Today Hina Shamsi gives an extraordinary account of yesterday’s military commission hearing against Omar Khadr in Daily Kos. (For background on Khadr’s case, see yesterday’s post.)
Once again, the government has messed up, and is scrambling to cover its tracks:
Later in the day, a secret government document, disclosed by mistake, cast doubt on the very basis for the Bush administration’s case against Khadr…
The significance of the document was made clear by Khadr’s military defense counsel, Lt. Cmdr. William Kuebler. Asked to describe it later in the day, Lt. Cmdr. Kuebler said it dispelled what he referred to as a myth propagated by the government: that Khadr was the only person who could have lobbed the grenade that killed U.S. soldier Christopher Speer – the basis of the most serious charge against him. The document, created in 2004, turned out to be an interview of a witness to Khadr’s capture.In it, the witness describes finding two people alive in the Afghan compound in which Khadr was captured – the witness shot and killed the first man before he saw Khadr. Then, according to Lt. Cmdr. Kuebler, Khadr, who was 15 years old at the time, “was shot on sight – in the back – twice – while wounded, sitting and leaning against a wall facing away from his attackers.”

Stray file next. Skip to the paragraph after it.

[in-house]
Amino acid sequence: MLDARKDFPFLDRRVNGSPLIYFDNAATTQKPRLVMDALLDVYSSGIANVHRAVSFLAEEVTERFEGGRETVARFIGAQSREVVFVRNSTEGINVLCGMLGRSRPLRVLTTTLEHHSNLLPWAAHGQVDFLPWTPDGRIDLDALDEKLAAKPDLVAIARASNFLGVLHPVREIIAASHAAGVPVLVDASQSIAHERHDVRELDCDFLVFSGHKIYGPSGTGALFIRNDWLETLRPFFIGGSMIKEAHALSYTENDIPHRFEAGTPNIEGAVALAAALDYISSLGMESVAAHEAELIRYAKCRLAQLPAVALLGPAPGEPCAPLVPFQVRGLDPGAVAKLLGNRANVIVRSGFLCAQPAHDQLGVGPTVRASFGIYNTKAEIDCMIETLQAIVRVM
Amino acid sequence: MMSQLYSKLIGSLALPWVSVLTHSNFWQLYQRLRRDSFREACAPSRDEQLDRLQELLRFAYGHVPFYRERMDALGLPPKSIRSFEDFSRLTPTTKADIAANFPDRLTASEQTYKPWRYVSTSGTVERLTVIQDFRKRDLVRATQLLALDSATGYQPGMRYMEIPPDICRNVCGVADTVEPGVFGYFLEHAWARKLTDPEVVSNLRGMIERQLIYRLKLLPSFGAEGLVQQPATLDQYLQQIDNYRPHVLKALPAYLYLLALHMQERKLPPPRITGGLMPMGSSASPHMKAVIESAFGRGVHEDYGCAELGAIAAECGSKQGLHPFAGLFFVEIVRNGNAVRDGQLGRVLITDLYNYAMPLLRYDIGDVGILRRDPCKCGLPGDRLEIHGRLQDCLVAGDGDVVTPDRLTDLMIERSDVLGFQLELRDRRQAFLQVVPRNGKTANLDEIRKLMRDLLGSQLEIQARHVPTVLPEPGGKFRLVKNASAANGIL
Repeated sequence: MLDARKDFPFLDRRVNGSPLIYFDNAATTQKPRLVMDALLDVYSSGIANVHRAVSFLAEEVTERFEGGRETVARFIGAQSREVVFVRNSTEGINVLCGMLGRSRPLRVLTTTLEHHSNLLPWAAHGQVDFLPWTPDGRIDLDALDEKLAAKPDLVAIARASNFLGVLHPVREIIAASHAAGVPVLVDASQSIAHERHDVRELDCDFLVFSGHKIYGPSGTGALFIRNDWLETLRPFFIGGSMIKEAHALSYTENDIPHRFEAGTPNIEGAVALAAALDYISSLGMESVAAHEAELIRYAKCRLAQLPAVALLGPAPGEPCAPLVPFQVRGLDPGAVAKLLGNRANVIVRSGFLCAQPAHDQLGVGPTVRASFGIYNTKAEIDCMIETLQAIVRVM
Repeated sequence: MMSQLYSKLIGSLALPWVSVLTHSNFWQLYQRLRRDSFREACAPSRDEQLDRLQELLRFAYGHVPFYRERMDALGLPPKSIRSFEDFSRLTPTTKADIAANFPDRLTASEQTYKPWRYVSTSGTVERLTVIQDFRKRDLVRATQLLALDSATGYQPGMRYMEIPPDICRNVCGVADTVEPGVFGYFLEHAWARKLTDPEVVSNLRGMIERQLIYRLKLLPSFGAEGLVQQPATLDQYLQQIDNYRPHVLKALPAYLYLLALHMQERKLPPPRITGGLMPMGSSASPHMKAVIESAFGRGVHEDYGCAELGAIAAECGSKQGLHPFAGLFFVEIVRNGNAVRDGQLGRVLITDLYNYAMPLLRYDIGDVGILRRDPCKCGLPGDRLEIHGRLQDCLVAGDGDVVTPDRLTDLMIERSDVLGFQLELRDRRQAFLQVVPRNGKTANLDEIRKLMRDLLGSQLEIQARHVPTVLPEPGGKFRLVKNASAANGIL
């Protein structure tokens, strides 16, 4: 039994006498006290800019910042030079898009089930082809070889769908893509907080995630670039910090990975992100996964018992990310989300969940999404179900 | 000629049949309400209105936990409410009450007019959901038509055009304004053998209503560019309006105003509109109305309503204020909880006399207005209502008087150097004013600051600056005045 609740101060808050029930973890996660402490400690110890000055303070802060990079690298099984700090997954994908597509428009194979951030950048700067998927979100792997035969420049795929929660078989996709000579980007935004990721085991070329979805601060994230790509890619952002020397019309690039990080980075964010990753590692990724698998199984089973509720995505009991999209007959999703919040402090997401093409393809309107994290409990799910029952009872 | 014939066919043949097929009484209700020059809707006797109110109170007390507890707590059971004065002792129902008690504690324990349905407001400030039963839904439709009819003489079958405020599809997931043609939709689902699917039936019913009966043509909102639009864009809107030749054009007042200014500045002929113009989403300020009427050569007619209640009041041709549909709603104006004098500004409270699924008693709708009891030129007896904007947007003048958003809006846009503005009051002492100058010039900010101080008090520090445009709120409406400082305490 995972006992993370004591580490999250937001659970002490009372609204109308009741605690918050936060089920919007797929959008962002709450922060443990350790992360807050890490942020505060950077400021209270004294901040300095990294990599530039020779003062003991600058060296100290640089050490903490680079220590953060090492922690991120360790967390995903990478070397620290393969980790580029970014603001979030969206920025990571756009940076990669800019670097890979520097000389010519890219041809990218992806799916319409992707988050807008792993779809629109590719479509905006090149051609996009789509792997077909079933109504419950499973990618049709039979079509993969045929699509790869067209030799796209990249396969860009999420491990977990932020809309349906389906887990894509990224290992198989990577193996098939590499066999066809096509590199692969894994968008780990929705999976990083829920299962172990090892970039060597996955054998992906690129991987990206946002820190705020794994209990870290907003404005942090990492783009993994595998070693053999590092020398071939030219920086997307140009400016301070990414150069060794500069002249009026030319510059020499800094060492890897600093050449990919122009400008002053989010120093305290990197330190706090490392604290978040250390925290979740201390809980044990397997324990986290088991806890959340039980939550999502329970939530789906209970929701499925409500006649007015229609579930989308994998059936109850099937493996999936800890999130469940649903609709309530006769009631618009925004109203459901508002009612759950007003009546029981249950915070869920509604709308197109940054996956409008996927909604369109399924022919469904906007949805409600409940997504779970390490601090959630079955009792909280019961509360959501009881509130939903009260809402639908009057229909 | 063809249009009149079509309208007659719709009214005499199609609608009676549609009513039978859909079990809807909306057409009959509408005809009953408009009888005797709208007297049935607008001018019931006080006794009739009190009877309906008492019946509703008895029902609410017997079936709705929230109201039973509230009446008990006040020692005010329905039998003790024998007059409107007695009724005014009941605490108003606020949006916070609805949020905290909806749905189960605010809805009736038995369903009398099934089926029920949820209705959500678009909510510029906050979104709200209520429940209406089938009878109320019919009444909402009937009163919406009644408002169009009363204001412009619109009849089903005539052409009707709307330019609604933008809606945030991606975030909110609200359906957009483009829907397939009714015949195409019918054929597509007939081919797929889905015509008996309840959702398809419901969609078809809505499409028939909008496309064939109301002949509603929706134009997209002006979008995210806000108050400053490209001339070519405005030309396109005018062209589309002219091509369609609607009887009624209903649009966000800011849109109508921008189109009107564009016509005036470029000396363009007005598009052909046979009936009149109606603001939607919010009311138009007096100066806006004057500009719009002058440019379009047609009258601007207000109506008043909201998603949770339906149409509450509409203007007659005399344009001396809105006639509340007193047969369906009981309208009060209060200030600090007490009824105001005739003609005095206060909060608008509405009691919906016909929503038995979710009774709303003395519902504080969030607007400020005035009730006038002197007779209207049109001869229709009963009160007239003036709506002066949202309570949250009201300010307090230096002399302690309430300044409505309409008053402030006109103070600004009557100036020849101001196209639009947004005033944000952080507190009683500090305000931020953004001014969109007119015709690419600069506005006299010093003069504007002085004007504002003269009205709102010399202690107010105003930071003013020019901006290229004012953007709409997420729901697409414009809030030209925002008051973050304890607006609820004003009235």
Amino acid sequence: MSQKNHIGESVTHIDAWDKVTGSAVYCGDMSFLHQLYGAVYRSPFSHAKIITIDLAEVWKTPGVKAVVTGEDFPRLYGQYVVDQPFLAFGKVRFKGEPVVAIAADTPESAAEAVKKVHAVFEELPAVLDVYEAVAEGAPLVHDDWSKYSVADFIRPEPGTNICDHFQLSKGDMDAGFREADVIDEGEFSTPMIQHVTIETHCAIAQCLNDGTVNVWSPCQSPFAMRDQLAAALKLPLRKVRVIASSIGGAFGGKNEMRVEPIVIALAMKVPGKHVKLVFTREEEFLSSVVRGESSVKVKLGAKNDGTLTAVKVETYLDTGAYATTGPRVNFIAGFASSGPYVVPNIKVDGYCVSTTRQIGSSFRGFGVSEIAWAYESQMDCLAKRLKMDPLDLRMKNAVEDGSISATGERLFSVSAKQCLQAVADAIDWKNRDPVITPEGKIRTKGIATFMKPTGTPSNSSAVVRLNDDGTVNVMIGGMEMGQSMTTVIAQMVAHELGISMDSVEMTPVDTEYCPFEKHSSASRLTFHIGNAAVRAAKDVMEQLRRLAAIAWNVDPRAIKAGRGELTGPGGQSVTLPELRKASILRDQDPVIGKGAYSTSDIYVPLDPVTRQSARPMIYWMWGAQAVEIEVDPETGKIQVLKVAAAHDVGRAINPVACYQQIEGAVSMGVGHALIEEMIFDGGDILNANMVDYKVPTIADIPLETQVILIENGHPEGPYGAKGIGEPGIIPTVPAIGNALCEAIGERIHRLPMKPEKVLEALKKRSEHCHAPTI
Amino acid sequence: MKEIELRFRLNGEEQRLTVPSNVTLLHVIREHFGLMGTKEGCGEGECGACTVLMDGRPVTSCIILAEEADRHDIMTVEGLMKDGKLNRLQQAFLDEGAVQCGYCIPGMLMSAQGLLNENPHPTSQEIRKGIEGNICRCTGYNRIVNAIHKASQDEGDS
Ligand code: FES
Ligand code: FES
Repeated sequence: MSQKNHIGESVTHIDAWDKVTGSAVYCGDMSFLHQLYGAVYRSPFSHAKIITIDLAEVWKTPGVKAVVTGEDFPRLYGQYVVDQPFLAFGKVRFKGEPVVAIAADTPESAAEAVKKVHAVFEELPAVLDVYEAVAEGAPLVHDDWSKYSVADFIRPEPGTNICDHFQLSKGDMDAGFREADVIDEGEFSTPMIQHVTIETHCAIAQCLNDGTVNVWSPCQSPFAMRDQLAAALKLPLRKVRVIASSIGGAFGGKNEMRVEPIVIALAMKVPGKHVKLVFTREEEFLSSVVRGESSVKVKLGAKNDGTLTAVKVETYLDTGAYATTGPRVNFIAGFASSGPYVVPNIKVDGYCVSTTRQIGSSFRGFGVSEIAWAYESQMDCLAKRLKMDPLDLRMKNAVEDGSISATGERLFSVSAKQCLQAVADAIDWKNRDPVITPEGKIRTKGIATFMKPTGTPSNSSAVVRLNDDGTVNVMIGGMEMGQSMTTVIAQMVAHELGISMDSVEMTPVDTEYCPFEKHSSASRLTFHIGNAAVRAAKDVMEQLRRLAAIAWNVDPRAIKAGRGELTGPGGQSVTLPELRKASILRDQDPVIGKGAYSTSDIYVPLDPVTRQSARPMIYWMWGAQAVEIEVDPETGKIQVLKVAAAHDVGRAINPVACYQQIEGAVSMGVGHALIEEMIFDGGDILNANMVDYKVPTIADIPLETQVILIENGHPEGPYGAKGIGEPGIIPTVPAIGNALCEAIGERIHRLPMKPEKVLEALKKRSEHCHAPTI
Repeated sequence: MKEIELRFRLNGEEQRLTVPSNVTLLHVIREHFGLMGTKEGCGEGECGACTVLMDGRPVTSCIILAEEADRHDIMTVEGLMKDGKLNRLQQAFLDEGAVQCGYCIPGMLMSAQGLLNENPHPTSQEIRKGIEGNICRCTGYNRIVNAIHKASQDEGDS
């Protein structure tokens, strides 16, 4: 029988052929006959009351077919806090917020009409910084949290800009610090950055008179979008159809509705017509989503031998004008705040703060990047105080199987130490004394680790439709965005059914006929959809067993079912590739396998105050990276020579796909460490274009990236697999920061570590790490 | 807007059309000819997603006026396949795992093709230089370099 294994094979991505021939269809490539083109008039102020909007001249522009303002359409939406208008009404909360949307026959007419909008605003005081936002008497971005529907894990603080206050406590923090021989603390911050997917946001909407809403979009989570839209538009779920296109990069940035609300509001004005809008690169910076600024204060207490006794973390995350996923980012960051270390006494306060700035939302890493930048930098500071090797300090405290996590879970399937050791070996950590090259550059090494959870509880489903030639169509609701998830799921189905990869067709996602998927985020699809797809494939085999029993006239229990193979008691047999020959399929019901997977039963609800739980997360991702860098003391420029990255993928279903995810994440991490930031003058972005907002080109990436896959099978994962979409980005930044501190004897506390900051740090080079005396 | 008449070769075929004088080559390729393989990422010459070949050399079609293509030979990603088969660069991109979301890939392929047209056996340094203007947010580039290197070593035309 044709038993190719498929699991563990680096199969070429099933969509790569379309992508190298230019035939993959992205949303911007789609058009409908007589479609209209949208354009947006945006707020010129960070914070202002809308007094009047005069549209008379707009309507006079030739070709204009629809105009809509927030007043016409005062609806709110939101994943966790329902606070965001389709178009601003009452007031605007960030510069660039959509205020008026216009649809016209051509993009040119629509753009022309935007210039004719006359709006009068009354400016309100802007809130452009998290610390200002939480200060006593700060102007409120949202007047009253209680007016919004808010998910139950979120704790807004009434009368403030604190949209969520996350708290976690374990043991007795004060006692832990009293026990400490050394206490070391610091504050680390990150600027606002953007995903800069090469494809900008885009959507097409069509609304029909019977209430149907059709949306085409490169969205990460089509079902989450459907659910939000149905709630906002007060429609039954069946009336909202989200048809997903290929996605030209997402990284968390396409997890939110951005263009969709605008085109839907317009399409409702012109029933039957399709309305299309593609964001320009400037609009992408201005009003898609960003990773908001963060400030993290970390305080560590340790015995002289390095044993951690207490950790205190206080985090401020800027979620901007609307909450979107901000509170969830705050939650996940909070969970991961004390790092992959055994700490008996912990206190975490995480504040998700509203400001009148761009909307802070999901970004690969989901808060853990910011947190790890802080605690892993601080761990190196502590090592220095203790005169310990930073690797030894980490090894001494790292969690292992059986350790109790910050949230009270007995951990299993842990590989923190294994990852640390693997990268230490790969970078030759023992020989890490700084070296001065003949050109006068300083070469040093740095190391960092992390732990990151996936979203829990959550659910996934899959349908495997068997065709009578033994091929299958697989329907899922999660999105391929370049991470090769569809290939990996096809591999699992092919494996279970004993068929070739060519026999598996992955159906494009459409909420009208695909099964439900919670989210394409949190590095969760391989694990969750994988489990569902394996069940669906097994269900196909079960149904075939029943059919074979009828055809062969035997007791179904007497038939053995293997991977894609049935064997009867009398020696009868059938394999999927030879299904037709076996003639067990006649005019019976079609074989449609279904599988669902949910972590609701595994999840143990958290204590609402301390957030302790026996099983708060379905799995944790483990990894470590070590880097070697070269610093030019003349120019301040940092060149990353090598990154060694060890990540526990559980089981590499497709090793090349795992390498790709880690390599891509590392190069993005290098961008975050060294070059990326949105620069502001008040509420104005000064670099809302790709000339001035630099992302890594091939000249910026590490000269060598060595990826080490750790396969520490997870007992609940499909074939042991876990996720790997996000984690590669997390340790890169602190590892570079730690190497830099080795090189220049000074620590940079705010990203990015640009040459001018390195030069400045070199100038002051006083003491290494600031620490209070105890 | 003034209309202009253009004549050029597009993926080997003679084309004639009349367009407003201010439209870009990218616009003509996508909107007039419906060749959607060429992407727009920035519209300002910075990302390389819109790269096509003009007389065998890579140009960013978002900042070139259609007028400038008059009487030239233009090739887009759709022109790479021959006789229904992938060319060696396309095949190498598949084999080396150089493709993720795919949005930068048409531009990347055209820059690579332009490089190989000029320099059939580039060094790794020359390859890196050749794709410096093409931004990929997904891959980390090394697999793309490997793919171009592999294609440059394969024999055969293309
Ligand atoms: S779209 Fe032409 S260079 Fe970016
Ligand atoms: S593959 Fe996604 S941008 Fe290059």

Military Commission officials tried to demand the document back from reporters, threatening their access to future proceedings if they didn’t cooperate. Finally officials agreed to let the press report on the document, as long as certain details weren’t disclosed.
The accidental release of this document also points to the extreme secrecy the government uses in its prosecutions through overclassifying evidence. The defense can only see the evidence the government chooses to release – giving an inherently unfair advantage to the government’s case.
In other torture news, ACLU of Northern California Executive Director Maya Harris authored an op-ed for the Sacramento Bee today about today’s hearing in San Jose in our extraordinary rendition case against Boeing subsidiary Jeppesen Dataplan. Maya discusses the Bush administration’s abuse of the “state secrets” privilege, and how it shouldn’t be allowed to use this argument in its effort to dismiss the case.
Finally, for those of you who can’t get enough of polls, tomorrow we’ll have a new one that has nothing to do with the candidates running for president. This survey of 1,000 likely voters in the upcoming election cycle has to do with the destruction of the CIA torture tapes. Stay tuned for the results after 2 p.m. tomorrow!